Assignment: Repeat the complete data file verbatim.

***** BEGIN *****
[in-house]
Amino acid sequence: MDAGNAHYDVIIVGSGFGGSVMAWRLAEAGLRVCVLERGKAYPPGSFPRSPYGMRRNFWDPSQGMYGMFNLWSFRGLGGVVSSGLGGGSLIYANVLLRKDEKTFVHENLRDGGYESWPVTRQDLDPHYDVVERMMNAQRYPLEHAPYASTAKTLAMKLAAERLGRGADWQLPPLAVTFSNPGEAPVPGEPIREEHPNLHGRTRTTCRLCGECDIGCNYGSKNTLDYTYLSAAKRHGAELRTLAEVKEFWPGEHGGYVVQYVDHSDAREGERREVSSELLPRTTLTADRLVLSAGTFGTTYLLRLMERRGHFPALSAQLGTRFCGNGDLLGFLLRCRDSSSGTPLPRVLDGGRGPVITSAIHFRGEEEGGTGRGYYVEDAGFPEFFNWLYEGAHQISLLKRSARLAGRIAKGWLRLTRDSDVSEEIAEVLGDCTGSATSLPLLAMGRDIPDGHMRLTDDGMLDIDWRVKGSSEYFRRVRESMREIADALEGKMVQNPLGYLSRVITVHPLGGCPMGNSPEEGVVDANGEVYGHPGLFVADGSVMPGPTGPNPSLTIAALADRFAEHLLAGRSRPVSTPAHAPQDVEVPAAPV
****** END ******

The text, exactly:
[in-house]
Amino acid sequence: MDAGNAHYDVIIVGSGFGGSVMAWRLAEAGLRVCVLERGKAYPPGSFPRSPYGMRRNFWDPSQGMYGMFNLWSFRGLGGVVSSGLGGGSLIYANVLLRKDEKTFVHENLRDGGYESWPVTRQDLDPHYDVVERMMNAQRYPLEHAPYASTAKTLAMKLAAERLGRGADWQLPPLAVTFSNPGEAPVPGEPIREEHPNLHGRTRTTCRLCGECDIGCNYGSKNTLDYTYLSAAKRHGAELRTLAEVKEFWPGEHGGYVVQYVDHSDAREGERREVSSELLPRTTLTADRLVLSAGTFGTTYLLRLMERRGHFPALSAQLGTRFCGNGDLLGFLLRCRDSSSGTPLPRVLDGGRGPVITSAIHFRGEEEGGTGRGYYVEDAGFPEFFNWLYEGAHQISLLKRSARLAGRIAKGWLRLTRDSDVSEEIAEVLGDCTGSATSLPLLAMGRDIPDGHMRLTDDGMLDIDWRVKGSSEYFRRVRESMREIADALEGKMVQNPLGYLSRVITVHPLGGCPMGNSPEEGVVDANGEVYGHPGLFVADGSVMPGPTGPNPSLTIAALADRFAEHLLAGRSRPVSTPAHAPQDVEVPAAPV